After nine months of bitter quarreling, costly repairs and threatened lawsuits, two neighbors on Thomas Avenue have apparently resolved a dispute that raises questions about building code enforcement.
Martin Hart and his neighbor Massimo Gaido first locked horns in July of last year when Gaido had some landscaping done on the land he owns between the two homes at 900 and 904 Thomas Ave. For months, Hart has claimed that the changes were forcing water into his basement, threatening the integrity of his foundation. Gaido cried foul over the fact that Hart’s home had actually been constructed so that it encroached over the property line.
Meanwhile, the office of code enforcement, village attorneys and the mayor were unable–or unwilling–to take a hard line on which property owner had the stronger argument.
Enter Anthony Lazzara. Without a legal background or any training in code enforcement, Lazzara managed to broker a deal between the men on a rainy Sunday afternoon.
“Quite honestly, I don’t think they’re ever going to be best friends,” Lazzara said. “We never sat down in the same room.”
Lazzara, who is running for village commissioner, spent four or five hours after church on Palm Sunday trekking back and forth between the two homes. He was there on Hart’s invitation after social and familial connections linked the two strangers.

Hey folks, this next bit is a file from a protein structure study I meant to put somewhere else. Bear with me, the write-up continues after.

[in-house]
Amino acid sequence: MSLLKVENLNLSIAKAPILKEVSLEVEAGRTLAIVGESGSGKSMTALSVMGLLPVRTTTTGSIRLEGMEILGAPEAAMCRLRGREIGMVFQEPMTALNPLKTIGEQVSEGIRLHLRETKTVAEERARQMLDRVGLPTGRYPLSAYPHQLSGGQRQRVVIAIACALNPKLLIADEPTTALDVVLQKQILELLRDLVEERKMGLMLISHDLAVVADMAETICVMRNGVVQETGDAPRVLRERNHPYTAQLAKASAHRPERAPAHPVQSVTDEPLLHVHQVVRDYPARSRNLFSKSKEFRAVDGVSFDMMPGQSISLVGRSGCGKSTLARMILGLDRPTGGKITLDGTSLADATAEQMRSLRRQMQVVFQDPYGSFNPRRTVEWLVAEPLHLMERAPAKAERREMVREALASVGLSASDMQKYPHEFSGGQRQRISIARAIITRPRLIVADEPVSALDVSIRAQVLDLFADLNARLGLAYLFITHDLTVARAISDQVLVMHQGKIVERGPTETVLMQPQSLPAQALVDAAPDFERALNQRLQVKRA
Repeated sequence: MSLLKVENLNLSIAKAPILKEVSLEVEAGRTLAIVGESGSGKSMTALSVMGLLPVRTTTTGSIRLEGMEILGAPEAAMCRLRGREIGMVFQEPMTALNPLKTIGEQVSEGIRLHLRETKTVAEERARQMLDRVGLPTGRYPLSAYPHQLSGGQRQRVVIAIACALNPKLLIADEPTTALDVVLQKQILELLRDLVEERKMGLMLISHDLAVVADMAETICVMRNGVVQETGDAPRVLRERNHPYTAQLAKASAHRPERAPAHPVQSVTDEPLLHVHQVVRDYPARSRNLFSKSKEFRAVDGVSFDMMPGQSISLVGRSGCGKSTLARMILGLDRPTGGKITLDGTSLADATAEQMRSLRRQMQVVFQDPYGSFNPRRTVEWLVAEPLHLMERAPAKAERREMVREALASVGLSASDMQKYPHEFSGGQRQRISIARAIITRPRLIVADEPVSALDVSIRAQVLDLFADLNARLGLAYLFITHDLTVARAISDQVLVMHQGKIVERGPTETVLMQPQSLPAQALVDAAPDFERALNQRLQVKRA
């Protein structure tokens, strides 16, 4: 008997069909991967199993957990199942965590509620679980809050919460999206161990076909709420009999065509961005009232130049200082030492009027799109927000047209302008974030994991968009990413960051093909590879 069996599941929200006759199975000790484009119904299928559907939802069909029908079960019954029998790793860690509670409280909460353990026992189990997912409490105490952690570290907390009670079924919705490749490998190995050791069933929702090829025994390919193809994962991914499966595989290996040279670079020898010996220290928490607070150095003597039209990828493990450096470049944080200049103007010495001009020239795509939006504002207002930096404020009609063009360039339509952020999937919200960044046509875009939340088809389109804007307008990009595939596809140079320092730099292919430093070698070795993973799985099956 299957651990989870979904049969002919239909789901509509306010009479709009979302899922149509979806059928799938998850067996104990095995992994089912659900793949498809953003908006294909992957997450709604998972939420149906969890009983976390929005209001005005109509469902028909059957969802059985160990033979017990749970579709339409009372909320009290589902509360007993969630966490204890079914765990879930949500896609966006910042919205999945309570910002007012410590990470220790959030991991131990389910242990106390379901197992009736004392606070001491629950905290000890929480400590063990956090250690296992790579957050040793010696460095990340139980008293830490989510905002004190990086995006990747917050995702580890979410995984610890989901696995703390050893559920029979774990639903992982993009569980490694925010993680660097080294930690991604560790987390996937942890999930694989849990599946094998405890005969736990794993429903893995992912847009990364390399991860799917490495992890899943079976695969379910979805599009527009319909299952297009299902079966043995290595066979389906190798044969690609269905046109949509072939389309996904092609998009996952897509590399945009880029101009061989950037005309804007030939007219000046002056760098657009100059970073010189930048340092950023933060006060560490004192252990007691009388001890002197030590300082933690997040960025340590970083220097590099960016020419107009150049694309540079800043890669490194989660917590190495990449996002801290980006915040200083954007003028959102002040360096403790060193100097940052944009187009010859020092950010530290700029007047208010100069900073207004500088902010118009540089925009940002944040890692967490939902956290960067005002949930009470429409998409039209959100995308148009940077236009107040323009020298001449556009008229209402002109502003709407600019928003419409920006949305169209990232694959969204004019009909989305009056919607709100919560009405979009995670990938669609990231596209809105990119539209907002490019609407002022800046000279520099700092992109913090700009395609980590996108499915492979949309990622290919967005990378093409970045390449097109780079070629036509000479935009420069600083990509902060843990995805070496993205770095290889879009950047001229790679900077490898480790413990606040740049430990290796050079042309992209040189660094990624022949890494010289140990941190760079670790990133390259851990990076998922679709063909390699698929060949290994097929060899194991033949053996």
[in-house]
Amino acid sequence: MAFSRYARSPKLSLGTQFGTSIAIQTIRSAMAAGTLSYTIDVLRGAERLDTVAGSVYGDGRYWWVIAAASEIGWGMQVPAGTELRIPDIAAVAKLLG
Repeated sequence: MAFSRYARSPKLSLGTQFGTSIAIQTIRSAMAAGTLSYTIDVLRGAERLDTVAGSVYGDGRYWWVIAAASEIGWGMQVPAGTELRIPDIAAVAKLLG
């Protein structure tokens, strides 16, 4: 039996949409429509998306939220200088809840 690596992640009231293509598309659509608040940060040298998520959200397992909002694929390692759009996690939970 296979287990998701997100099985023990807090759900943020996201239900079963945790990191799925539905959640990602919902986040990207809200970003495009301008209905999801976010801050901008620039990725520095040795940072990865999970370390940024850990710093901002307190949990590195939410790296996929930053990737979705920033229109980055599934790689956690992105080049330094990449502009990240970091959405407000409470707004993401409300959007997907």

“I know he’s running for office and I know he would jump through hoops, but I was really impressed,” Hart said.
The arrangement calls for Gaido to remove a landscaping mesh, intended to keep the weeds down, from the area between the homes. That mesh, Hart said, has acted as a waterslide during heaving rains. In turn, Hart will pay $500 to Gaido for an easement on the property, which will allow him to make repairs to his foundation. As the owner of the land in question, Gaido has refused to allow Hart onto the property, making repair efforts difficult.
In campaigning for a seat on the village council, Lazzara has heard several times that zoning and code enforcement issues are hot right now in Forest Park. Admittedly, he knows little about the intricacies of these issues, but said he is always willing to try and educate himself.
“I was floored when they were explaining to me that (Hart’s) foundation was over the property line,” Lazzara said. “I still would like to go back and research that. How many more properties are like this? This seems like a serious problem.”
In a March 14 report by the Forest Park Review, Hart complained that the village seemed entirely unwilling to make a ruling on the dispute even after code enforcement officials inspected the property. Hart was ordered by the village to make several changes to the exterior of his home, but those violations stemmed from the houses being so close together. And, Hart said, those infractions were permitted by the village when the house was constructed.
Tom Bastian, an attorney for Forest Park, told the Review last month that village hall is in no way responsible for the dispute between Hart and Gaido.
“There’s absolutely no liability on the village’s part,” Bastian said in that interview. “That has nothing to do with it. There’s a larger picture here and that’s to resolve things amicably.”
Lazzara insisted that he would have tried to help had he not been running for office. Either way, Gaido and Hart are pleased to finally be putting this ordeal behind them.
“He was very kind to us,” Gaido said. “I believe he did a good job. As a matter of fact, he’s possibly succeeding where attorneys and others with higher titles did not.”